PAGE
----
Honest is defined in the Collins English Dictionary as:
“1. not given to lying, cheating, stealing, etc.; trustworthy. 2. not false or misleading; genuine.”
with honesty being: “1. the condition of being honest.”
I believe it’s far better to be honest and wake up every morning proud of who you are, rather than, say, steal another’s intellect. What person would you then be? Not you – you would be an impersonator. Your achievements would not be your own.
This behaviour extends to one’s resume (or job application). Honesty always pays. You should never mislead with your resume or state facts which just aren’t true. You will eventually be caught.
From an employers viewpoint there would be nothing worse than receiving an application which was full of empty promises and lies.
The employer ecstatically employs this super duper person who, they believe, will do this and do that in such a magnificent way – only to find they’ve hired a dud! “What happened?!” they exclaim in dismay.
Well, for starters the person overstated their achievements by about 200%, didn’t quantify others (and the employer just accepted it on face value), and they provided phoney referees! Of course, thumbs down to the employer who didn’t bother checking out the applicant in a thorough manner.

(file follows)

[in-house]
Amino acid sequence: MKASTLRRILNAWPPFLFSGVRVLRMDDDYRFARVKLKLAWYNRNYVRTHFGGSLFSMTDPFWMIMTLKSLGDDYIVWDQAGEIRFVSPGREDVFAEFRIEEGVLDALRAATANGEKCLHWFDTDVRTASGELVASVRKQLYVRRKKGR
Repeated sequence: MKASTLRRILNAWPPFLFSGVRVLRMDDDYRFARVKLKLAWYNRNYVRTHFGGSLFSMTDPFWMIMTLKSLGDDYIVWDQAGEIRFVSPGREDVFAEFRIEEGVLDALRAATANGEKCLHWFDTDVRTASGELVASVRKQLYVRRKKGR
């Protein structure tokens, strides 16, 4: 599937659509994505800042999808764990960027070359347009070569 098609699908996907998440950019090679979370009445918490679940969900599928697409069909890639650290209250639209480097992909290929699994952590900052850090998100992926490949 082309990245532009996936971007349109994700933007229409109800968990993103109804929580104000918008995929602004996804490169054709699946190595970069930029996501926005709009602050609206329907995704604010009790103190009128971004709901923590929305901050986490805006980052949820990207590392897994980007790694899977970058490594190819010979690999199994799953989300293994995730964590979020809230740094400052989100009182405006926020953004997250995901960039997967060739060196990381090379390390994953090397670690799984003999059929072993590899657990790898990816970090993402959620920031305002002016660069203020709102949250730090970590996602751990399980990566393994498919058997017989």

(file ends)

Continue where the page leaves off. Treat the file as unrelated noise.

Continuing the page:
Of course, we’re not saying you should be meek about marketing your true potential. On the contrary. State your strengths with conviction; but state them with a high degree of honesty. And let your personality shine!
When writing your covering letter, selection criteria, or resume, never:
- Overstate (or exaggerate) facts – be truthful about your accomplishments. You may think they are relatively minor, but they may be just what an employer is looking for.
- Blatantly lie – when it comes to the crunch how are you going to back up those statements?
It’s that simple. With honest documents you’ll get a lot further – in the long run – than Joe Blow who has two front teeth missing because he’s forever lying through them.
“The man who succeeds above his fellow is the one who early in life, clearly discerns his object, and towards that object habitually directs his powers. Even genius itself is but fine observation strengthened by fixity of purpose. Every man who observes vigilantly and resolves steadfastly grows unconsciously into genius. — Edward George Bulwer-Lytton (1803 – 1873)